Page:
Third culture kid blues

By Maya Zhou Source:Global Times Published: 2017/7/17 18:13:39

They might be privileged, but many international students in Shanghai are suffering from depression

A recent graduate from a renowned international high school in Shanghai, Alex (pseudonym, names in this article have been changed to ensure confidentiality) was only 13 when he first cut himself. It was after school, and as he cried alone in his bedroom he took a pair of scissors and made slices on his arm, then his back. Along with the blood came a temporary feeling of relief. At that point, Alex had already been battling depression for many months. In every waking moment, he felt as though he was sinking further and further into a deep, bottomless hole. "I picked up the scissors because I couldn't take it anymore. I wanted everything to stop," he recalls, voice quavering with emotion even now as he reflects on his dark past. Alex is not alone. In fact, many international students in the city grapple with various mental health issues, be it depression, self-harm, anxiety or an eating disorder. The Global Times Metro Shanghai investigates.

On paper, Shanghai's small yet elite population of international teens have a picturesque life: wealthy parents, gated communities, private drivers, prestigious educations and often an army of ayi (domestic helpers) who pick up after them.

But many of these children often struggle in silence, caught between growing up in an alien culture, the pressure to live up to expectations placed on them by their high-class lifestyles yet stifled by China's general stigma of mental illness.

Depression and other mental disorders are in fact a hot topic in China currently, with several reports recently addressing the rapid rise of depression, anxiety and suicides occurring in the country's local schools.

However, expat teens and international students face many unique challenges of their own.

Dr Timothy A. Kelly, a psychologist who for the past seven years has treated numerous expat teens at private Western hospitals and clinics in Shanghai, estimates that around 33 percent of his practice involves dealing with international students aged 13 to 18, primarily from expat-oriented private schools.

When asked what the biggest triggers are for these international students, Dr Kelly immediately responds: "stress, stress, stress."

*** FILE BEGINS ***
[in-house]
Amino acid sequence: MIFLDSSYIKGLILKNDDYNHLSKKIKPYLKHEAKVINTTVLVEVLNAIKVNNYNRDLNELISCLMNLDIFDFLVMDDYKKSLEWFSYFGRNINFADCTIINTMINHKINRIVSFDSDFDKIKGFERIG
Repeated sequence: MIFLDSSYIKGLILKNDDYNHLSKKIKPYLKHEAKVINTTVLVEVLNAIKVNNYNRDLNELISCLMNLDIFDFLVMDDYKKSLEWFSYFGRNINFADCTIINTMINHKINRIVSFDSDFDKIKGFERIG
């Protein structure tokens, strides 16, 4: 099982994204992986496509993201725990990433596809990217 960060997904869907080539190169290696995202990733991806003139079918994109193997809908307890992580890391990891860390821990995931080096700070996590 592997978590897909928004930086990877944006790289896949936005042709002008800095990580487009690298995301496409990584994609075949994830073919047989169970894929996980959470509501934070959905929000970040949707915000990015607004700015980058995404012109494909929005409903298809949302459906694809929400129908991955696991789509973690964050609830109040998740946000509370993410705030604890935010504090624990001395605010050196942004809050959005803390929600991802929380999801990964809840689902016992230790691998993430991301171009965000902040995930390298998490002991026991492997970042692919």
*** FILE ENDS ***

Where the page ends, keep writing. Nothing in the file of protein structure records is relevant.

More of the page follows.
He elaborated that not only are the academic expectations at these private schools extremely high, but so are the social pressures that come with such competitive environments.

"Even if a teen is doing fairly well (academically), they're often made to feel kind of lacking if they're not right at the top of the class. And even if the teen is good at keeping and making friends, the social structures at these schools can be so powerfully negative if anything goes wrong."

Chinese and expat parents' expectations that "their teen should shine and sparkle, both academically and socially" place added pressure on their lives, he said, adding that the constant stress that expat teens face can easily lead to full-blown mental illness, especially if not properly addressed.

At some of what Dr Kelly deems Shanghai's more "negative schools," the social environment is extremely harsh and students will develop a hierarchical dog-eat-dog mentality.

This, along with the dominance of social media among millennials, has proved destructive to these adolescents' well-being.

 "Let's say the kid get out of sorts (quarrels) with someone who's popular. That popular kid will say and do things that are really vicious and start driving the other kid down," Dr Kelly said.

Many international students in Shanghai grapple with various mental health issues, be it depression, self-harm, anxiety or an eating disorder. Photos: CFP

Metastasizing into depression

At an age where social interactions play a huge role in one's happiness, teens often take rumors, gossip and conflicts deeply to heart. Alex himself cited negative social interactions as one of the stressors that triggered his depression.

"It seemed like a lot of people hated other people (at his school). Classmates were backstabbing each other and I was always stuck in the middle. Just the pain and negativity of it all ... it was scary."

International students such as Alex also have to wrestle with the confusion and inner turmoil that comes with being a "third culture kid" (TCK).

TCKs are individuals who grow up abroad in a culture different to that of their parents.

As TCKs frequently move from country to country according to what their parents' profession designates, they often lack a sense of belonging or rootedness that non-TCKs have.

Being forced to constantly leave behind friends, pets and familiar surroundings at an early age is difficult.

Such perpetual transition often involves feelings of deep loss, which engenders grief; when unresolved, grief metastasizes into depression.

Amanda's family moved from the US while she was a sophomore in high school. She was subsequently enrolled at one of Shanghai's most expensive - and competitive - international schools.